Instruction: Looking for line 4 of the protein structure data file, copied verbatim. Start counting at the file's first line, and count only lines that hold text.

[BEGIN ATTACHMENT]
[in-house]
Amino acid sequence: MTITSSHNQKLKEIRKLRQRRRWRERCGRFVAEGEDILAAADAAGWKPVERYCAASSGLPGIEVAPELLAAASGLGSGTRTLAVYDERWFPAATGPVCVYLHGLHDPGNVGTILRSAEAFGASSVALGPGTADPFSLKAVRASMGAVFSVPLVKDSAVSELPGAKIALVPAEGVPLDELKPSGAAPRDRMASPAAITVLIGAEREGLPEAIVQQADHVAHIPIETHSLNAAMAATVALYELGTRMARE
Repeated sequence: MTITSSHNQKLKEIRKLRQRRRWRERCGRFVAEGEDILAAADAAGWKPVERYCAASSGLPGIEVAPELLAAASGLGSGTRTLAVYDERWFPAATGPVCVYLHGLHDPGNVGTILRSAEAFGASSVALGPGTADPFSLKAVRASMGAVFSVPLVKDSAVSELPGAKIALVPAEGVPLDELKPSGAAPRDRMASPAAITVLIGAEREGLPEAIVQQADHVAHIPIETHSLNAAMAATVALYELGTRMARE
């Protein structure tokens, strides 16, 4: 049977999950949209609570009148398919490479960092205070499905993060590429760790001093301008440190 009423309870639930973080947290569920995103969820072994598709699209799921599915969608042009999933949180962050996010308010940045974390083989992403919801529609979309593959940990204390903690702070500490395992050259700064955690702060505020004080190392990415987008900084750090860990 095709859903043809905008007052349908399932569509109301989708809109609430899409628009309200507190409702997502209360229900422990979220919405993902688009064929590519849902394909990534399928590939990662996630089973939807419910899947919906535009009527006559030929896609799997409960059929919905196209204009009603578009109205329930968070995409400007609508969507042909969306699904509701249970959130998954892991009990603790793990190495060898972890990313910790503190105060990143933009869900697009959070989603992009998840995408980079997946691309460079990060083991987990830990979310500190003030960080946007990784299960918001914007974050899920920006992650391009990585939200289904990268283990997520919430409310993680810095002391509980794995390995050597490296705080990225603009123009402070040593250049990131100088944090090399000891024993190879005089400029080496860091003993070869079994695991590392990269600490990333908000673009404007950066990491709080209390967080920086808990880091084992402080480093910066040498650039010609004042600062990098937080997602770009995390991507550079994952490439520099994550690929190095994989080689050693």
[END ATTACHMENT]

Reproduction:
């Protein structure tokens, strides 16, 4: 049977999950949209609570009148398919490479960092205070499905993060590429760790001093301008440190 009423309870639930973080947290569920995103969820072994598709699209799921599915969608042009999933949180962050996010308010940045974390083989992403919801529609979309593959940990204390903690702070500490395992050259700064955690702060505020004080190392990415987008900084750090860990 095709859903043809905008007052349908399932569509109301989708809109609430899409628009309200507190409702997502209360229900422990979220919405993902688009064929590519849902394909990534399928590939990662996630089973939807419910899947919906535009009527006559030929896609799997409960059929919905196209204009009603578009109205329930968070995409400007609508969507042909969306699904509701249970959130998954892991009990603790793990190495060898972890990313910790503190105060990143933009869900697009959070989603992009998840995408980079997946691309460079990060083991987990830990979310500190003030960080946007990784299960918001914007974050899920920006992650391009990585939200289904990268283990997520919430409310993680810095002391509980794995390995050597490296705080990225603009123009402070040593250049990131100088944090090399000891024993190879005089400029080496860091003993070869079994695991590392990269600490990333908000673009404007950066990491709080209390967080920086808990880091084992402080480093910066040498650039010609004042600062990098937080997602770009995390991507550079994952490439520099994550690929190095994989080689050693």